Even doctors—those whose business is to treat others humanely— can remain disengaged from the minds of their patients, particularly when those patients are easily seen as different from the doctors themselves. Until the early 1990s, for instance, it was routine practice for infants to undergo surgery without anesthesia. Why? Because at the time, doctors did not believe that infants were able to experience pain, a fundamental capacity of the human mind. “How often we used to be reassured by more senior physicians that newborn infants cannot feel pain,” Dr. Mary Ellen Avery writes in the opening of “Pain in Neonates.”

“Oh yes, they cry when restrained and during procedures, but ‘that is different.’ ” Doctors have long understood infants as human beings in the biological sense, but only in the last twenty years have they understood them as human beings in the psychological sense. Your sixth sense functions only when you engage it. When you do not, you may fail to recognize a fully human mind that is right before your eyes. It is comforting to imagine that such “mindblindness,” as psychologist Simon Baron-Cohen describes it, is just a chronic condition or personality trait for some people, a condition that neither you nor I have. Indeed, for some it is. 

This is a comforting story because it makes the inhumanity that can stem from dehumanization, from overlooking the mind of another person or being indifferent to it, seem like something that is likely to exist in other people, not in you. Although it is indeed true that the ability to read the minds of others exists along a spectrum with stable individual differences, I believe that the more useful knowledge comes from understanding the moment-to-moment, situational influences that can lead even the most social person—yes, even you and me—to treat others as mindless animals or objects. Engaging with the mind of another person depends not only on the type of person you are but also on the context you are in. None of the cases described in this chapter so far involve people with chronic and stable personality disorders. Instead, they all come from predictable contexts in which people’s sixth sense remained disengaged for one fundamental reason: distance.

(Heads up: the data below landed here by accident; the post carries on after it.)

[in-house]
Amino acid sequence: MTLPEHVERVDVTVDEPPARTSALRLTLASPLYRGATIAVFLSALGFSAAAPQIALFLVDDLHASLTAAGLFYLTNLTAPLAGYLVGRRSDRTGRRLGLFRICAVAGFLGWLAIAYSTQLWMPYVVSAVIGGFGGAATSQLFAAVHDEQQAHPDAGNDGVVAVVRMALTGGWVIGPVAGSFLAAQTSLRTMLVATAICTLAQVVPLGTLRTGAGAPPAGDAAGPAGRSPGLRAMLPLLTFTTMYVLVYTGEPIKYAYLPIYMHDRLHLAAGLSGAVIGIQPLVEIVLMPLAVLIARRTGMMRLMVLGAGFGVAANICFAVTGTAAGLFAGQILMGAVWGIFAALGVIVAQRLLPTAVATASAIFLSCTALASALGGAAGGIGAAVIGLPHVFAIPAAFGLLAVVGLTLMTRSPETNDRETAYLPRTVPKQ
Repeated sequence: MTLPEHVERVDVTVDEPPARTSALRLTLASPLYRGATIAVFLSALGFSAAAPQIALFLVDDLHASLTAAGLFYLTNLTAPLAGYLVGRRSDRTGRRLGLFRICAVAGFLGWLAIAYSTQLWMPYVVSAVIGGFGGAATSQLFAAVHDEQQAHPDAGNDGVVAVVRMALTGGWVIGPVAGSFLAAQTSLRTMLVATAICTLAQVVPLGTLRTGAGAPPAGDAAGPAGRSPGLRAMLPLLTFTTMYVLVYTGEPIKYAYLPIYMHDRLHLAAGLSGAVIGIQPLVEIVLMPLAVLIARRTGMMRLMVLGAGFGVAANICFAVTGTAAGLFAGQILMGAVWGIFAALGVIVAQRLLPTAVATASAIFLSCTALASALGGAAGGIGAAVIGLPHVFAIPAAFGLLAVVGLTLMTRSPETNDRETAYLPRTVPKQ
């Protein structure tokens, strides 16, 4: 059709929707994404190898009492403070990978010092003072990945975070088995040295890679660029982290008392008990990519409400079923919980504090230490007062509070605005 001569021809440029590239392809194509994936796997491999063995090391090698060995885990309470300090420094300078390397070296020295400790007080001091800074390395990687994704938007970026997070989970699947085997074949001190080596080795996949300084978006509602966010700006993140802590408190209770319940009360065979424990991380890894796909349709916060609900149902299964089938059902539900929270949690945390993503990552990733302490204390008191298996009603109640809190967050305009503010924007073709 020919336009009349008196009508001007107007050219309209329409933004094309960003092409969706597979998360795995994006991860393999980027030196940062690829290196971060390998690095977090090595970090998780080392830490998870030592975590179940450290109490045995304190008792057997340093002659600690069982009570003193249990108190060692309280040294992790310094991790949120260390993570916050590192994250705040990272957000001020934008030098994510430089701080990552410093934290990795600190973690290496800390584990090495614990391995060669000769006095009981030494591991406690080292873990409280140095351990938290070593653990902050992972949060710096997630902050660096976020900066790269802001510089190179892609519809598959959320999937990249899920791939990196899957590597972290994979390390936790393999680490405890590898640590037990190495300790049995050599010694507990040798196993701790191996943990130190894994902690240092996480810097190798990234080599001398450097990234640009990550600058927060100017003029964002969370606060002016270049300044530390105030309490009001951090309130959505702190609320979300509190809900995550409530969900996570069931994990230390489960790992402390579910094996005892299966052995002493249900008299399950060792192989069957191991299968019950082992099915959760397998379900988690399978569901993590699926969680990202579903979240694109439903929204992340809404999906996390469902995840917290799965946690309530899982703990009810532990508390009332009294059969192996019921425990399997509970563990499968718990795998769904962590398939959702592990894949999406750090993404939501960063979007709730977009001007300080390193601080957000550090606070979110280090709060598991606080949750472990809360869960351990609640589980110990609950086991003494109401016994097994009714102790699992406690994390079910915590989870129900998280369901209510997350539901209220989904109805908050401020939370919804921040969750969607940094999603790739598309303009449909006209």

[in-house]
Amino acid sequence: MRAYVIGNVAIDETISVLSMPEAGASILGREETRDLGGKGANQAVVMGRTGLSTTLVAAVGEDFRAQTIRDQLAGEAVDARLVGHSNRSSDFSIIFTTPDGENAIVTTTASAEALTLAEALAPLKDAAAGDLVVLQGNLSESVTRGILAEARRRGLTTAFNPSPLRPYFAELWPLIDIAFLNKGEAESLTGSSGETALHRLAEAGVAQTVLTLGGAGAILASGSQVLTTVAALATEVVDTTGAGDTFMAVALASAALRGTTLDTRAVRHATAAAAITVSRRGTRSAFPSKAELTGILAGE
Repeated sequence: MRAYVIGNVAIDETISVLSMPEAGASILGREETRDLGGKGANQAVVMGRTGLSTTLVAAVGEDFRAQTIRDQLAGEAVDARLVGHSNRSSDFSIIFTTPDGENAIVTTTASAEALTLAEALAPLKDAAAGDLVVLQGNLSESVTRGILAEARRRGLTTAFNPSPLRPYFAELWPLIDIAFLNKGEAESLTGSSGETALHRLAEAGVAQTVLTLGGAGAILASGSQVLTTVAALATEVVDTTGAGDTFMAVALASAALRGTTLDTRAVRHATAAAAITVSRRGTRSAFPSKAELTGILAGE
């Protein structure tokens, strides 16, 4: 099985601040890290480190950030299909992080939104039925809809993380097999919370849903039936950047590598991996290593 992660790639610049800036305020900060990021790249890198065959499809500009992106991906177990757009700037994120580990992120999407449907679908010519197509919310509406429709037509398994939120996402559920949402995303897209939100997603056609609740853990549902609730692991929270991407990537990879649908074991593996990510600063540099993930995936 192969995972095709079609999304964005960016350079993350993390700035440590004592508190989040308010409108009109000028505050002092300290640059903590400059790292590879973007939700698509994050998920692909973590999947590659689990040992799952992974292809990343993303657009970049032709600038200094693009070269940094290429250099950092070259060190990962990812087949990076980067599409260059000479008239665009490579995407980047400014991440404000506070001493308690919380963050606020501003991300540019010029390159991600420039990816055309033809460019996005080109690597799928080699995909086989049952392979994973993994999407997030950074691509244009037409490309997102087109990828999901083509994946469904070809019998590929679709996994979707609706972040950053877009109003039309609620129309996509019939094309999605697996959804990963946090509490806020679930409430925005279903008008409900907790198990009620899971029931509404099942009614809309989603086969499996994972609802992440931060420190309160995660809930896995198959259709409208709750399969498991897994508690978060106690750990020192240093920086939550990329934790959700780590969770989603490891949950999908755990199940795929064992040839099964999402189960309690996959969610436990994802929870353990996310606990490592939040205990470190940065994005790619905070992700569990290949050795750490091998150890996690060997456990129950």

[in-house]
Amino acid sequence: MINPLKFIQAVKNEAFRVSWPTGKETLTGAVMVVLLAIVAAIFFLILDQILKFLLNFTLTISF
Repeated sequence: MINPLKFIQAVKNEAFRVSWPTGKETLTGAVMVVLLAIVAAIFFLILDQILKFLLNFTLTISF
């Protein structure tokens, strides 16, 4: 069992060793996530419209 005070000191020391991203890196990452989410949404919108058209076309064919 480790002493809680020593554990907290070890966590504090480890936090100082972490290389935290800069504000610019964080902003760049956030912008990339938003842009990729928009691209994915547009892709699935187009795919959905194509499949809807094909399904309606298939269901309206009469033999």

DISTANCE MAKES MINDLESS : For psychologists, distance is not just physical space. It is also psychological space, the degree to which you feel closely connected to someone else. You are describing psychological distance when you say that you feel “distant” from your spouse, “out of touch” with your kids’ lives, “worlds apart” from a neighbor’s politics, or “separated” from your employees. You don’t mean that you are physically distant from other people; you mean that you feel psychologically distant from them in some way. You’ve developed different beliefs than your spouse over time and have “grown apart,” your kids’ generation is so different from your own, or you work in a large corporation with more employees than you can name. These two features of social life—the magnitude of the gap between your own mind and others’ minds, and the motivation to reduce that gap—are critical for understanding when you engage your ability to think about other minds fully and when you do not.